Skip to main content

Google’s Project Zero publishes another Microsoft vulnerability

A pair of hands on a laptop keyboard with two displays.
Google’s Project Zero is the company’s initiative to identify and eventually publicize security vulnerabilities in software and systems, with the express purpose of compelling developers to fix them. Project Zero staff notify developers about “zero-day” bugs, or those that a developer is not aware of and can be exploited, and the team then gives that vendor 90 days to fix it before it’s publicized.

Microsoft has been at the receiving end of a few of Project Zero’s efforts, raising some questions as to whether Google’s team of white hat hackers is acting irresponsibly by revealing bugs that a developer simply hasn’t had time to fix. The most recent Microsoft zero-day bug is one involving the company’s Internet Explorer and Edge browsers, as MSPU reports.

The bug, which causes browser crashes and allows nefarious parties to execute arbitrary code, was identified by Project Zero on November 25, 2016 and then published on February 23, 2017. At that time, Microsoft had already cancelled its Patch Tuesday release of bug fixes for Windows operating systems for February 2017, pushing it off until a month later — leaving systems vulnerable to this and other bugs right as Google has notified the world of the bug’s existence.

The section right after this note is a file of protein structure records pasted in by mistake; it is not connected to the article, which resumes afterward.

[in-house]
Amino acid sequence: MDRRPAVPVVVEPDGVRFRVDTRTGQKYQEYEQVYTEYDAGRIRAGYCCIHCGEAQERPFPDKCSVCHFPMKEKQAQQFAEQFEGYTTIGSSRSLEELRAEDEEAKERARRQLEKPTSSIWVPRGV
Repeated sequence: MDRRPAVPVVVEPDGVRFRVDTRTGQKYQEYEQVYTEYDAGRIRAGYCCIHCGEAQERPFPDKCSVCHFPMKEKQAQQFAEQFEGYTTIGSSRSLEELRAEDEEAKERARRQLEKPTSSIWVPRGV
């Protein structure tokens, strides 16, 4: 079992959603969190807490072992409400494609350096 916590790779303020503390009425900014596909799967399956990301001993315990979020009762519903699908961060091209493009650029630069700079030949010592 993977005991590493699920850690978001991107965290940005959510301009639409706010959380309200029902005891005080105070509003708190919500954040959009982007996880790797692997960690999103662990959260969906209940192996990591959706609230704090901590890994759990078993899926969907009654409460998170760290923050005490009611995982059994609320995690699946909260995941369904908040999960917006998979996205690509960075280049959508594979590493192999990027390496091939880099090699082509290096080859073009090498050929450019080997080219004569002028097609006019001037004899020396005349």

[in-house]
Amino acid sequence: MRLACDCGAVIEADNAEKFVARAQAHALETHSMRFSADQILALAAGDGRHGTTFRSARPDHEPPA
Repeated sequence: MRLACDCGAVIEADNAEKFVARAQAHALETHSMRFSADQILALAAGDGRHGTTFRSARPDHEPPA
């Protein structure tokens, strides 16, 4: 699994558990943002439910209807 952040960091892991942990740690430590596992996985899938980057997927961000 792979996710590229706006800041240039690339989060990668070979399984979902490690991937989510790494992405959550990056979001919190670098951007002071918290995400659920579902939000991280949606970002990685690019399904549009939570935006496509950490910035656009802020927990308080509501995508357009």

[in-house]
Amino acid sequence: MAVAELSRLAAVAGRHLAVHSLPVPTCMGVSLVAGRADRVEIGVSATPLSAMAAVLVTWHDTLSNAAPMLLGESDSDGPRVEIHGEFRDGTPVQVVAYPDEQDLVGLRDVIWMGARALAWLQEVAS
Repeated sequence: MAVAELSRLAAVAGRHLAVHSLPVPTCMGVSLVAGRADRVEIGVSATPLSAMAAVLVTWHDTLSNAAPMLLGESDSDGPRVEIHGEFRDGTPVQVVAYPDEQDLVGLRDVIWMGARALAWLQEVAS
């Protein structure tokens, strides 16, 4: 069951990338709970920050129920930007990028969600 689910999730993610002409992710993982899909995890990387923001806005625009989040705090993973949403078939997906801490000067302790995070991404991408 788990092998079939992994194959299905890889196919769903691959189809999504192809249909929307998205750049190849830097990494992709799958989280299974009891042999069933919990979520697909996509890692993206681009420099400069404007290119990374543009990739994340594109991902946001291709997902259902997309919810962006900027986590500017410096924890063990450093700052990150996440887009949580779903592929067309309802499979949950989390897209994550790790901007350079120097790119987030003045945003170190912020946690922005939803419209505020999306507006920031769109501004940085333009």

According to the Project Zero team, exploiting the vulnerability appears to be a relatively trivial task, requiring only 17 lines of HTML code. The details are meaningful mainly to developers and those who would exploit the code, but it basically involves modifying table properties. The post does not indicate precisely which versions of Internet Explorer and Edge running on which Windows operating systems are affected.

The net result is that hackers now have all of the information they need to attack vulnerable systems. Until Microsoft issues a bug fix, which could come in the next Patch Tuesday in March 2017, there’s not much users can do to avoid the bug. As MSPU points out, you can utilize or create a separate admin account on your Windows machine and then use it to make sure your primary account is running at a limited security level. That would take away much of the damage that browsers could wreak on a system, but of course could also impact how other applications function.

Editors' Recommendations